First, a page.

A trial by pace for England and India
England are currently being discomfited by it and India are about to be confronted by a batsman's greatest challenge: the trial by pace. It's a challenge that most dread and very few relish.
When umpire Max O'Connell once warned Australian fast bowler Lennie Pascoe at Adelaide Oval: "That'll be enough bouncers for this over, Len," a voice piped up from the other end: "Don't stop him, Max." That intimidating response put West Indies master blaster Viv Richards in the minority. He relished pace, never wore a helmet or took a serious blow to the noggin, and was, in the words of Pakistan's revered allrounder Imran Khan, "an intimidating batsman".
Unlike Richards, many batsmen can empathise with England's current crop. Having been bounced into submission at the Gabba, they then failed to quell the uprising in Adelaide. Now England face the daunting task of trying to get on top of Mitchell Johnson on the bouncy WACA pitch.
This is no easy task, but it has to be achieved if England hope to save this Ashes series. Their batsmen might take heart from some of Dennis Lillee's experiences on his home patch. I've seen batsmen who shouldn't have made Lillee raise a sweat drive him to distraction, because he got so carried away with the WACA bounce that it seemed he was more interested in physically harming his opponent rather than getting him out. He would usually rectify his mistake, but not before the batsman had cut and top-edged more than his ration against such a skilled and fearsome competitor.
That is what England have to do - drive, or cut and pull Johnson to distraction. They have to push him to the point where he becomes angry and stops thinking rationally. That will take a lot of judicious strokeplay and mental courage rather than becoming involved in slanging matches.
If England need a blueprint for how to dispatch the short-pitched delivery, they only had to watch closely as the ebullient Steven Smith dispensed a timely lesson in playing horizontal bat shots. There's a distinct difference in the England attack's pace and ability to intimidate compared to Johnson in his current form, but Smith dealt their Ashes hopes blow after blow with his confident and controlled pull shots. Most of them went straight to ground, via a technically efficient roll of the wrists, and the bulk finished up skipping over the boundary rope before any England fieldsman could move into top gear.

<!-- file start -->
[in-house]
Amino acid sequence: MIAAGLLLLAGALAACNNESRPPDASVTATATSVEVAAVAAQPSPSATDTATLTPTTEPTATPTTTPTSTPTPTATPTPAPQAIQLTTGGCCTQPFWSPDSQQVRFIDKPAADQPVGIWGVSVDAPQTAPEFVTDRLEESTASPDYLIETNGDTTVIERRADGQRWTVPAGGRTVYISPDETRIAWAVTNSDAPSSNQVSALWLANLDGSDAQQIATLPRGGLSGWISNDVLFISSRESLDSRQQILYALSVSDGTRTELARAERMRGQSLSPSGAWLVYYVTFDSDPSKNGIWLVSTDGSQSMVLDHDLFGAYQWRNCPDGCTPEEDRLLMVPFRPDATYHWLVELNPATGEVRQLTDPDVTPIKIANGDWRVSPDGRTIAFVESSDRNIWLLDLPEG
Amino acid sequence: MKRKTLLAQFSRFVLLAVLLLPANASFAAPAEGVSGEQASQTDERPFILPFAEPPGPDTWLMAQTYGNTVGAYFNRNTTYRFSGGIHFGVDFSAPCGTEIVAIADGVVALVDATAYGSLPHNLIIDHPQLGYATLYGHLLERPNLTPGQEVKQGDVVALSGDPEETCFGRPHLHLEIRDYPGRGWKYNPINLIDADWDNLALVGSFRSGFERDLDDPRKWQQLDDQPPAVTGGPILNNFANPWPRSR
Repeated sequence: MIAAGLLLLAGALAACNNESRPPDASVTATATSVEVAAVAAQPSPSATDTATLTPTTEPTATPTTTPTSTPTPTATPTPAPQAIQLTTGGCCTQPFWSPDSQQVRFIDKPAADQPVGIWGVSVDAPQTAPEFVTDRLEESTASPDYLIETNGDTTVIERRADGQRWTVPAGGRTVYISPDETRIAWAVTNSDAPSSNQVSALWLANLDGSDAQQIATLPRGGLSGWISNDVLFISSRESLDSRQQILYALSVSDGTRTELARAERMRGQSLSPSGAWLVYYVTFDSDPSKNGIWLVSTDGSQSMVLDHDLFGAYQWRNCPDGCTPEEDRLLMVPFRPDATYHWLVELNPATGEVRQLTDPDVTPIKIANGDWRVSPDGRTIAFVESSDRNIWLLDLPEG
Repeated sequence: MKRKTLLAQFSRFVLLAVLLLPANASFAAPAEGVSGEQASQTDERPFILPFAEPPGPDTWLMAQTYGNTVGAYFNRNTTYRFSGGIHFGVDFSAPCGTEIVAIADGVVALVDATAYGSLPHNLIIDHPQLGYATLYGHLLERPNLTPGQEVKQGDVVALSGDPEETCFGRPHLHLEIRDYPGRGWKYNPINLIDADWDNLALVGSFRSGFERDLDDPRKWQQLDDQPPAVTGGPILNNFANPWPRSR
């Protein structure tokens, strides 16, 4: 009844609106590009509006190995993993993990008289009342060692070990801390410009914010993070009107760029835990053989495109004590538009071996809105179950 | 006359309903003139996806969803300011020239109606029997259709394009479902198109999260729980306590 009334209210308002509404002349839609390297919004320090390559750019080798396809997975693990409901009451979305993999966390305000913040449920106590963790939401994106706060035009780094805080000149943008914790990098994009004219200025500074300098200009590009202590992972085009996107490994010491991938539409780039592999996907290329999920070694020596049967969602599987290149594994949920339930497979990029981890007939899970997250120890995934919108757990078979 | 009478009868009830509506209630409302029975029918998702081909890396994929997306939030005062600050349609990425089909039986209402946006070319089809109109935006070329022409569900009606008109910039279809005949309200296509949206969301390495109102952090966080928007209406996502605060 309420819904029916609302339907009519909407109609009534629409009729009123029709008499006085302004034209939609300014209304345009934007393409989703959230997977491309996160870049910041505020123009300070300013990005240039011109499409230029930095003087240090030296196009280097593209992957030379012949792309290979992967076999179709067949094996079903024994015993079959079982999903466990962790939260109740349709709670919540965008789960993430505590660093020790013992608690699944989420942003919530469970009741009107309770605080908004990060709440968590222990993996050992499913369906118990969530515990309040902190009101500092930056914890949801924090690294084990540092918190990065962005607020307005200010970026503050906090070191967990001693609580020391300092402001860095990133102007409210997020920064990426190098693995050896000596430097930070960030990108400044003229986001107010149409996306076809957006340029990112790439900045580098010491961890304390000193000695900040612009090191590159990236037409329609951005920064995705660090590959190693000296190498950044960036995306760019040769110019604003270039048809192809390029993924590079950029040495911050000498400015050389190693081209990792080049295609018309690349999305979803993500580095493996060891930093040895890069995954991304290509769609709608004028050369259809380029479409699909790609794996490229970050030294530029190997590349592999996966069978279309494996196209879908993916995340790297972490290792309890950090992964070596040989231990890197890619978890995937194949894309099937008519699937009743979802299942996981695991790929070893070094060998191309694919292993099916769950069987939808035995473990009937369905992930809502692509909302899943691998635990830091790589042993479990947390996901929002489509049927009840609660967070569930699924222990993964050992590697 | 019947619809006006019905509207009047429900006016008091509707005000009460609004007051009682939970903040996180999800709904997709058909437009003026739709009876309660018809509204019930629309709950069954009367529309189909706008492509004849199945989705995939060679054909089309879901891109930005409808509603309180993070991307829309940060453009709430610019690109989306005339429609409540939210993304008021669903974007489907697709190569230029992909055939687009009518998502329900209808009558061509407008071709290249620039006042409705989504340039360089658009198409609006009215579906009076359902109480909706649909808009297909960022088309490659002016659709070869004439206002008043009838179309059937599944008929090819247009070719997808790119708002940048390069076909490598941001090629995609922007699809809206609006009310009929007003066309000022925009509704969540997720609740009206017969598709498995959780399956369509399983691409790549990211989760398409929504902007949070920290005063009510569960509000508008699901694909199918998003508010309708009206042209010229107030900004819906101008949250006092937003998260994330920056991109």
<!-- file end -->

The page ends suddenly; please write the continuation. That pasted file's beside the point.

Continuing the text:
England's hopes of retaining the Ashes plummeted with each successful Smith pull shot, while Johnson looked on with mounting glee from the other end. Thanks to Smith, Johnson had a total to work with.
India's talented young batsmen face a slightly different challenge in South Africa. They are confronted by the toughest task in cricket: adjusting from low-bouncing pitches to strips that encourage fast bowlers to try their luck by banging a few in their half of the wicket. India will be comforted by the fact that there's no bowler of Johnson's pace, but they'll be facing the highly skilful Dale Steyn, the canny accuracy of Vernon Philander, and the steep bounce of Morne Morkel. This is an extremely difficult challenge, and they won't have Sachin Tendulkar to show the way.
Nevertheless, they do have Virat Kohli, who has experienced success at the WACA, and some young comrades in Rohit Sharma, Cheteshwar Pujara and Shikhar Dhawan, who all play the horizontal bat shots.
Trial by pace isn't a lot of fun for batsmen while it's occurring, but when the challenge is met, the afterglow does provide a lot of satisfaction. In the case of England, success would mean staving off the Ashes death throes, and for India it would be an enormous boost to their post-Tendulkar endeavours.
Former Australia captain Ian Chappell is now a cricket commentator for Channel 9, and a columnist